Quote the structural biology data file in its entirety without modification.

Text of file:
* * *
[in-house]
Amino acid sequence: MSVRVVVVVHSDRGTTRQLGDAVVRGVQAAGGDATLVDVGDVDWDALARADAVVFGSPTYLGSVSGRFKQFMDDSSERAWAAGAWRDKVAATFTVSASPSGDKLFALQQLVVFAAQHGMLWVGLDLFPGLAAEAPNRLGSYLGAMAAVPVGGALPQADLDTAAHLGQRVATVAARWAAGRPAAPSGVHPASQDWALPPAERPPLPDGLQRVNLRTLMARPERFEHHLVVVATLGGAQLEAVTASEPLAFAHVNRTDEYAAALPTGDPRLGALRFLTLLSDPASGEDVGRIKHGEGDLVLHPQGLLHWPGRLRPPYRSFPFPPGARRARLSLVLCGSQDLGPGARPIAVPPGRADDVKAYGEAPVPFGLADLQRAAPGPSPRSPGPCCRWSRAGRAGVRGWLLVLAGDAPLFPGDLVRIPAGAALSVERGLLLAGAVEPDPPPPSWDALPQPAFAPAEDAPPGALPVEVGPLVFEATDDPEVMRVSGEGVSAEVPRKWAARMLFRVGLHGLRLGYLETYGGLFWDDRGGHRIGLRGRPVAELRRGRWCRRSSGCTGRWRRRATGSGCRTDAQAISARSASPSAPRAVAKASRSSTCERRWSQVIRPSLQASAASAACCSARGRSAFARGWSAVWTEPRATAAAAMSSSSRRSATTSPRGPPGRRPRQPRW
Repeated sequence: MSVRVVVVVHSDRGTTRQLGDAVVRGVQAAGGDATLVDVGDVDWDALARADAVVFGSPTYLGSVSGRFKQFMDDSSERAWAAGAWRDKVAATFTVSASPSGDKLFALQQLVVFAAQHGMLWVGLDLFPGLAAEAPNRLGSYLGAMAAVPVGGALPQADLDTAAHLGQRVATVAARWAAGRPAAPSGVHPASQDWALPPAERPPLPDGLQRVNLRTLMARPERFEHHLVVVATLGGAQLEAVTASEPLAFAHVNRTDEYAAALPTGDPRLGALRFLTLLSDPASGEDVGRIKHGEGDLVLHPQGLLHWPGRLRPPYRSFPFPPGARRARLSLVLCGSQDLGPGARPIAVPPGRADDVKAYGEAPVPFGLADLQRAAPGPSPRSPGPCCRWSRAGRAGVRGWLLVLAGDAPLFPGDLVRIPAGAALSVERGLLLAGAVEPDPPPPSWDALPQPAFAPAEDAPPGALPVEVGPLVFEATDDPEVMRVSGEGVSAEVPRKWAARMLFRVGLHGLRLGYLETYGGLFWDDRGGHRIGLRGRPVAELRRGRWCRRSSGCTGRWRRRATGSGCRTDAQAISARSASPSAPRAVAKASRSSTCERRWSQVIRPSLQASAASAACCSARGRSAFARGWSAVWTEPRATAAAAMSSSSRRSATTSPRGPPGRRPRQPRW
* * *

[in-house]
Amino acid sequence: MSVRVVVVVHSDRGTTRQLGDAVVRGVQAAGGDATLVDVGDVDWDALARADAVVFGSPTYLGSVSGRFKQFMDDSSERAWAAGAWRDKVAATFTVSASPSGDKLFALQQLVVFAAQHGMLWVGLDLFPGLAAEAPNRLGSYLGAMAAVPVGGALPQADLDTAAHLGQRVATVAARWAAGRPAAPSGVHPASQDWALPPAERPPLPDGLQRVNLRTLMARPERFEHHLVVVATLGGAQLEAVTASEPLAFAHVNRTDEYAAALPTGDPRLGALRFLTLLSDPASGEDVGRIKHGEGDLVLHPQGLLHWPGRLRPPYRSFPFPPGARRARLSLVLCGSQDLGPGARPIAVPPGRADDVKAYGEAPVPFGLADLQRAAPGPSPRSPGPCCRWSRAGRAGVRGWLLVLAGDAPLFPGDLVRIPAGAALSVERGLLLAGAVEPDPPPPSWDALPQPAFAPAEDAPPGALPVEVGPLVFEATDDPEVMRVSGEGVSAEVPRKWAARMLFRVGLHGLRLGYLETYGGLFWDDRGGHRIGLRGRPVAELRRGRWCRRSSGCTGRWRRRATGSGCRTDAQAISARSASPSAPRAVAKASRSSTCERRWSQVIRPSLQASAASAACCSARGRSAFARGWSAVWTEPRATAAAAMSSSSRRSATTSPRGPPGRRPRQPRW
Repeated sequence: MSVRVVVVVHSDRGTTRQLGDAVVRGVQAAGGDATLVDVGDVDWDALARADAVVFGSPTYLGSVSGRFKQFMDDSSERAWAAGAWRDKVAATFTVSASPSGDKLFALQQLVVFAAQHGMLWVGLDLFPGLAAEAPNRLGSYLGAMAAVPVGGALPQADLDTAAHLGQRVATVAARWAAGRPAAPSGVHPASQDWALPPAERPPLPDGLQRVNLRTLMARPERFEHHLVVVATLGGAQLEAVTASEPLAFAHVNRTDEYAAALPTGDPRLGALRFLTLLSDPASGEDVGRIKHGEGDLVLHPQGLLHWPGRLRPPYRSFPFPPGARRARLSLVLCGSQDLGPGARPIAVPPGRADDVKAYGEAPVPFGLADLQRAAPGPSPRSPGPCCRWSRAGRAGVRGWLLVLAGDAPLFPGDLVRIPAGAALSVERGLLLAGAVEPDPPPPSWDALPQPAFAPAEDAPPGALPVEVGPLVFEATDDPEVMRVSGEGVSAEVPRKWAARMLFRVGLHGLRLGYLETYGGLFWDDRGGHRIGLRGRPVAELRRGRWCRRSSGCTGRWRRRATGSGCRTDAQAISARSASPSAPRAVAKASRSSTCERRWSQVIRPSLQASAASAACCSARGRSAFARGWSAVWTEPRATAAAAMSSSSRRSATTSPRGPPGRRPRQPRW